[2] Belassis is Norman French meaning a fine seat, however this would seem to be a somewhat sarcastic name in view of it’s cold exposed position if it was indeed used by William’s army as a base for the attack on the Isle of Ely in Hereward’s time. W. Spencer-Turner our local chemist in his paper to the newly formed Cambridgeshire and Huntingdonshire Archaeological Society (Transactions Vol. 1. 1903) cites the Hundred rolls for Rampton (temp Edw. 1) where it is spelt Belassise and he gives it as meaning de bello situ or the place where the army rested. It is almost always referred to as Belsies Field in the late Tudor and early modern period indeed until the Ordnance Survey made one of their many blunders with the Willingham field names when they copied Camden’s mistake in naming it after a Roman general called Belisarius calling it Belsar’s Field. I prefer to call it by the name used for the longest period i.e. Belsies Field. (D.Jeeps)

[3] See appendix with regard to measurements

[4] Stot: A small horse or pony commonly described as a nag in Willingham. These were yoked in front of the oxen as they were easier to lead than the latter. There is a misericord in Lincoln Cathedral showing this type of plough team.

[5] West Meadow

[6] As the manuscript has used the term perch for it’s measure of length, I think it might be fair to assume that by a rod he means a rood or a quarter of an acre. One has to be very careful in this assumption as in The Meadow Books (CR0 R59/14/5/8g) and the other owned by Mr. M. Hopkins) the fen reeves call each individual strip or holding in the meadows a rood whether it contains a quarter acre or not. Similarly they call each group of about 10 such roods a Hide. The most southerly of the commoners’ allotted strips in Hempsall for mowing are also known as “The Roodes”.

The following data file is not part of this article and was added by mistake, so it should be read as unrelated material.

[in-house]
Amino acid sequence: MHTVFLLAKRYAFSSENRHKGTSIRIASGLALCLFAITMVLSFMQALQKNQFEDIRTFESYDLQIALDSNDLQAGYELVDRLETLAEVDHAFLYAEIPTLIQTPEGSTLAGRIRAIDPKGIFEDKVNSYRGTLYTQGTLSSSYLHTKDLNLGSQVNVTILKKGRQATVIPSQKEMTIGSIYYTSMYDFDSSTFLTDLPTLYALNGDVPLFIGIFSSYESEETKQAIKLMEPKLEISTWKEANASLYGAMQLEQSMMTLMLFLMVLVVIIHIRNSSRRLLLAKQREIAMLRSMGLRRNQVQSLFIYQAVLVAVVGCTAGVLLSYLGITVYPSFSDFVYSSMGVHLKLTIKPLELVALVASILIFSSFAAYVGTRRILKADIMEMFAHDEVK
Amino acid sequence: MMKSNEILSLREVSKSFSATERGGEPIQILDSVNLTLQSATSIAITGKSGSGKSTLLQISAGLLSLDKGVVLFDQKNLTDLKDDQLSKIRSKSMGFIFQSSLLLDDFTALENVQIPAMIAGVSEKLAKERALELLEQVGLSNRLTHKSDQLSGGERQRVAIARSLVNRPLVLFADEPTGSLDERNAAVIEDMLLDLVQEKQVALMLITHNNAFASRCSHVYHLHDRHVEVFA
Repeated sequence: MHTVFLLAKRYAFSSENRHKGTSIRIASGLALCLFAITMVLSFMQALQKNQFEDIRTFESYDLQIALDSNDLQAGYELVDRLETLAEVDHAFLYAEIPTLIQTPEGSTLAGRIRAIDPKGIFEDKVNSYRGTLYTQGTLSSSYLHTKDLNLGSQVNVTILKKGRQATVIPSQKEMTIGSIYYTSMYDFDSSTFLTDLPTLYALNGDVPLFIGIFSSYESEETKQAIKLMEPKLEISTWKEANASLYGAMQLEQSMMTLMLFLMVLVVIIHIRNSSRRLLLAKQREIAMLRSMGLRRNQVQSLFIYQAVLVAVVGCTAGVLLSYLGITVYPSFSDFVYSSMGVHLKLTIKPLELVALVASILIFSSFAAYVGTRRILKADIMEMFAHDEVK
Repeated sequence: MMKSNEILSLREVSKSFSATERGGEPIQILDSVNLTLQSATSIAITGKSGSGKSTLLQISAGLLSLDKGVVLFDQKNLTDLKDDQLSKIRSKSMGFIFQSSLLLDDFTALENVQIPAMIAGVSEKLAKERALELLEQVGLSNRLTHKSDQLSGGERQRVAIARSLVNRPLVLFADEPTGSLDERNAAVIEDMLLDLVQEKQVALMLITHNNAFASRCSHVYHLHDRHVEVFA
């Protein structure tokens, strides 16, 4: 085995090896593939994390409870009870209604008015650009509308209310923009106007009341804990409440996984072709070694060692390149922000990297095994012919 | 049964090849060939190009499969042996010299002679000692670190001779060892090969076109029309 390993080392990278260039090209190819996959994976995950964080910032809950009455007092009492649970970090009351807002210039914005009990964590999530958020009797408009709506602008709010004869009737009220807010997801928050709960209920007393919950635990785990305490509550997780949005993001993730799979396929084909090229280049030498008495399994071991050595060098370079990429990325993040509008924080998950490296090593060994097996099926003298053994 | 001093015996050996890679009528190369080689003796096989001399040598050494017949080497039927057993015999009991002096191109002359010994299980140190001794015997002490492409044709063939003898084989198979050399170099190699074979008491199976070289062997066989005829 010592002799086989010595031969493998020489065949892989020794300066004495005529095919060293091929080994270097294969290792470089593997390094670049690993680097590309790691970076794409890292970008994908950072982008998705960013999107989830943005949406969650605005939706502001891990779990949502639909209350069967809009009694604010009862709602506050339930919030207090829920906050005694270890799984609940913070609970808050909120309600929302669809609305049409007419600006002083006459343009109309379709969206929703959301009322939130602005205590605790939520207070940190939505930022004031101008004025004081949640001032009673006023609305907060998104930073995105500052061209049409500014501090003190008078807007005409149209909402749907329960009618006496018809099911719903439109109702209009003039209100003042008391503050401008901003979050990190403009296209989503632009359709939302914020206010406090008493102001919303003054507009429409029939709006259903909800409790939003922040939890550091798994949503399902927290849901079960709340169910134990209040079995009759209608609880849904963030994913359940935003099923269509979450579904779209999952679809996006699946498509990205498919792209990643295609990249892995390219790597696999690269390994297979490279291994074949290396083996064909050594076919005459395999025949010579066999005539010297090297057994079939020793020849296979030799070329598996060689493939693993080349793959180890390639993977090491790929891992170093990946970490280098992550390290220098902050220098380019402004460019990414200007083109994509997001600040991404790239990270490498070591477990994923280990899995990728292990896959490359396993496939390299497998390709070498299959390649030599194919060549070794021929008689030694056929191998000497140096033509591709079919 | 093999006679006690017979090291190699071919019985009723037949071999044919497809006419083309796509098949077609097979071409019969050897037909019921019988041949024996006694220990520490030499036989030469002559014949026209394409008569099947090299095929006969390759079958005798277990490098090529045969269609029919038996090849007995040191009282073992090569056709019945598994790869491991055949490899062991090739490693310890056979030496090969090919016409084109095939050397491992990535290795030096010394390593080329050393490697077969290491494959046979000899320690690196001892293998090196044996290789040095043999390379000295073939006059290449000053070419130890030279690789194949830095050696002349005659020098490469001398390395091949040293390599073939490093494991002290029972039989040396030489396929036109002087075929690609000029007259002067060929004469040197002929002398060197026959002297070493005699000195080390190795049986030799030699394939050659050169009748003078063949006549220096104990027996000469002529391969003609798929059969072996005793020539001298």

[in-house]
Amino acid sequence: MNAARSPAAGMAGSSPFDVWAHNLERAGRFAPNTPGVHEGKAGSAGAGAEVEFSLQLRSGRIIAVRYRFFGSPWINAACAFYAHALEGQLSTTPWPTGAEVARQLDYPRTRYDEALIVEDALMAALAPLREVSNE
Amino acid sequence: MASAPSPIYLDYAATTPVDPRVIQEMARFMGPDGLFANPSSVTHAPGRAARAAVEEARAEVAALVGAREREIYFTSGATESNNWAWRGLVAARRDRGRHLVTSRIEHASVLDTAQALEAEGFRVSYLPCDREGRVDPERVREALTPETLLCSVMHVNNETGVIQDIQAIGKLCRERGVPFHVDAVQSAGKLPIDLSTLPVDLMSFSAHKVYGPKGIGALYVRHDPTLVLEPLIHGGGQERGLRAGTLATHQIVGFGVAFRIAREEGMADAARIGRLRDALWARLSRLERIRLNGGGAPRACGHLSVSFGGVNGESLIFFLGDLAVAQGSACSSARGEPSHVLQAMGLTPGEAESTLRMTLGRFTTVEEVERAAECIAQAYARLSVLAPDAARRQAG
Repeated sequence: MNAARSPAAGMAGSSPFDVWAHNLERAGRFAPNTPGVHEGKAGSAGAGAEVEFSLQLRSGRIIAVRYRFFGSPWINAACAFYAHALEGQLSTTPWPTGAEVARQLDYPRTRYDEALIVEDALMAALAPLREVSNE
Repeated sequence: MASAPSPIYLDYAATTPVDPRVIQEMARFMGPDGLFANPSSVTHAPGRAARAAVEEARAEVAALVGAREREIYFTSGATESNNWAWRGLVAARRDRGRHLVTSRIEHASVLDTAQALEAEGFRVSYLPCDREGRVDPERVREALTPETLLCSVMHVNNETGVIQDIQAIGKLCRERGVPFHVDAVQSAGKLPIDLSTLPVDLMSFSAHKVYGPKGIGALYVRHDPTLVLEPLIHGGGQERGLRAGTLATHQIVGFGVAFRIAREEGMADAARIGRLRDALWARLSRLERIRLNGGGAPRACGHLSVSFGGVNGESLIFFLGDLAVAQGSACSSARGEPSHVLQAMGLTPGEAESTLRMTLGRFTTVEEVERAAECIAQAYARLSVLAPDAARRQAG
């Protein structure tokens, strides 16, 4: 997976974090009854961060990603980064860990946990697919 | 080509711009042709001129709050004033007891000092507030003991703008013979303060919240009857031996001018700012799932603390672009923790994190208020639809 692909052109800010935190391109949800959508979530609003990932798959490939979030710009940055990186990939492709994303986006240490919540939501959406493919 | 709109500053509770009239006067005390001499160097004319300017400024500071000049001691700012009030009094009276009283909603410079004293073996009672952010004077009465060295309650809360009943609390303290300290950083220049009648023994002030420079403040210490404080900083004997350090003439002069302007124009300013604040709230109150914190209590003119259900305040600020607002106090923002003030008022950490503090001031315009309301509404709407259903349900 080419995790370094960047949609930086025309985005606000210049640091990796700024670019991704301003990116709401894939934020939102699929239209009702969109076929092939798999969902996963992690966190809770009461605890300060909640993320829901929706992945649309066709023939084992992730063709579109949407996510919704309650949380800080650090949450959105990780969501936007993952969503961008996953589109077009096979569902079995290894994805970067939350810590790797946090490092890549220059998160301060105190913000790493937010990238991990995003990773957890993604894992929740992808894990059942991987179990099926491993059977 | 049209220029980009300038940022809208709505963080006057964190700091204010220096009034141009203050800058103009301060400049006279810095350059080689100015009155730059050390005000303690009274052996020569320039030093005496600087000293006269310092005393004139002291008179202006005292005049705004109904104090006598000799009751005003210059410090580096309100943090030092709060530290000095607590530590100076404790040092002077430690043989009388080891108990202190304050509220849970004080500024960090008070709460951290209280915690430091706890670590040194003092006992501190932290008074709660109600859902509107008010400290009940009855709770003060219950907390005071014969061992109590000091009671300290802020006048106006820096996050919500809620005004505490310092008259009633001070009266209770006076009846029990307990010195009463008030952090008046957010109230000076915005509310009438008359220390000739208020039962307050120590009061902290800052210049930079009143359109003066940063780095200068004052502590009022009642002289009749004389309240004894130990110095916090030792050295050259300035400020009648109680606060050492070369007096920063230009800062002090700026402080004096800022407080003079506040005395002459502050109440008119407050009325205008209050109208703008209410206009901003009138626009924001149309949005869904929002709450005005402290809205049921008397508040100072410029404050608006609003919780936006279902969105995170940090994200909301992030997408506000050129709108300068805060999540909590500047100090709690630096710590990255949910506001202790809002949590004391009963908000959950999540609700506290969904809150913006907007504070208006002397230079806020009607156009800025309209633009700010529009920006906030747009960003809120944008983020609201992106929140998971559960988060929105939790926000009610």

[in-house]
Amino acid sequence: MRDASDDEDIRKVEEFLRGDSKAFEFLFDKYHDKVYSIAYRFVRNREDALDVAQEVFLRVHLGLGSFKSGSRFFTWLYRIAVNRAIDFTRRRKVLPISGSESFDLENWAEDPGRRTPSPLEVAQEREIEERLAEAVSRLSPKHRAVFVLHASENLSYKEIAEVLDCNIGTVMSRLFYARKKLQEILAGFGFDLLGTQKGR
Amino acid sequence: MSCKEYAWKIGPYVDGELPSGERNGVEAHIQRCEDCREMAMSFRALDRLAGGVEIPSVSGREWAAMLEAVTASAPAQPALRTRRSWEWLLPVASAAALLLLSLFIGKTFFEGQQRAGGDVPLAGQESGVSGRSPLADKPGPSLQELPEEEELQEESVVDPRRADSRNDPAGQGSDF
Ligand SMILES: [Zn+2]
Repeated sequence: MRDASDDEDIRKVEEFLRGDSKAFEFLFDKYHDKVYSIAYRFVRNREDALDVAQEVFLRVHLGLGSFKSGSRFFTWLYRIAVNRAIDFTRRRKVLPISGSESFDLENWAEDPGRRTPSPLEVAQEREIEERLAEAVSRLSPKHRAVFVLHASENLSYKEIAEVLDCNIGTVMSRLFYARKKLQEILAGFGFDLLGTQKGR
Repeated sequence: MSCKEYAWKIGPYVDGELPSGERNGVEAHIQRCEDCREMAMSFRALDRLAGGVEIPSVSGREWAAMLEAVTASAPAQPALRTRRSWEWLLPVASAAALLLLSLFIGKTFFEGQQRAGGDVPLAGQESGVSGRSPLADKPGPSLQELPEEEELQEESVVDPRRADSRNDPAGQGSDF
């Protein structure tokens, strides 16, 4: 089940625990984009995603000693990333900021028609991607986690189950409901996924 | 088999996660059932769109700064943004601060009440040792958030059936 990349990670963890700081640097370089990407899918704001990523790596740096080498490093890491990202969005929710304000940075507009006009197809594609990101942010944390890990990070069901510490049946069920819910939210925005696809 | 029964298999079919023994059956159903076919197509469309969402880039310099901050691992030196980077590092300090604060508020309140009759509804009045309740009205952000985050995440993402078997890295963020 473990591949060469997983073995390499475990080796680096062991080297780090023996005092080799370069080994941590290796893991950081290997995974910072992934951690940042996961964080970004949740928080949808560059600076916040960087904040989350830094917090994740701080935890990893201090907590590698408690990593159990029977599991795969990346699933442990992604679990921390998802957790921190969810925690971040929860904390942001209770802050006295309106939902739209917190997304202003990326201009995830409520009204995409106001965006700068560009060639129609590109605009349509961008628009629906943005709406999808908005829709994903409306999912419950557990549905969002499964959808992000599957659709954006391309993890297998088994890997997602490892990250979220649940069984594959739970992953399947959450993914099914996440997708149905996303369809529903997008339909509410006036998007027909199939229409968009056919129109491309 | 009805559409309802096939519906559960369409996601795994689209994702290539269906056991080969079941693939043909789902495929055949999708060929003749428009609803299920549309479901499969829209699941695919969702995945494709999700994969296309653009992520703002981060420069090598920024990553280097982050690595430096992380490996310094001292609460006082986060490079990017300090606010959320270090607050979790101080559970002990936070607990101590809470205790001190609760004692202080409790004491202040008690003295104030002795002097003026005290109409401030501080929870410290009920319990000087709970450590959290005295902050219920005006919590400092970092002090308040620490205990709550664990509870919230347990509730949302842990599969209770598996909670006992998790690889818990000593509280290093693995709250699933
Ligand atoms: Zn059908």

[7] Shelfords - almost certainly the part now known as Crane’s Fen (John Crane owned this parcel of fen in the middle of the 17th century.)

[8] 10th of August.

[9] Hempsall.

[10] Darre Lode and Swalney Fen in the survey of Over 1575 (PRO. E134/17-18 Eliz I)

[11] Scotch Lode in the Meadows Books Op. Cit.

[12] Also called Alkesmere, Auxmere and Ox Mere.

[13] The second Tuesday after Easter.

[14] A tax levied by the lord of the manor.

[15] The 30th of November (The problem is how could it be paid in equal parts on one day only?)

[16] 29th September.

[17] Translation lost at this point

[18] In lieu of work services?

[19] Michaelmas 29th of September, St Andrew ‘s Day 30th of Novem­ber, Lady Day 25th of March and the feast of the nativity of St John the Baptist the 24th of June.

Appendix

The measurement of the areas of land has caused some confu­sion in the past because of the longer rod, pole or perch used to measure same. For example if we measure 1 acre with the 17½ft rod we have:

17½ft x 17½ft = 306¼sq ft = 1 sq pole

There are 40 square poles in a rood and 4 roods in an acre, therefore 40 x 306¼ =12,250 and 12,250 x 4=49,000 sq ft. Divide by 9 to convert into square yards and we have 5,444.44 square yards.

The modern acre from at least the Tudor period has been set at 4,840 sq yards, i.e. 604.44sq yds. smaller than in 1251 or in percentage terms we should increase the 1251 acreage by 12.49% to convert into present day areas. This incidentally is where the Copyholds or Half-Yard-Lands in the 17th century get their 17 acres from.

Page 10. A Quarter of Barley: Corn was measured by volume. The old imperial measure was as follows:

4 Gills = 1 Pint
2 Pints = 1 Quart
4 Quarts = 1 Gallon
2 Gallons = 1 Peck
4 Pecks = 1 Bushel
4 Bushels = 1 Comb
2 Comb = 1 Quarter

A comb of oats was reckoned to weigh 14 stone, a comb of barley 16 stone, and a comb of wheat 18 stone. At 14lbs to the stone. The metric equivalent of a comb is 145.47litres.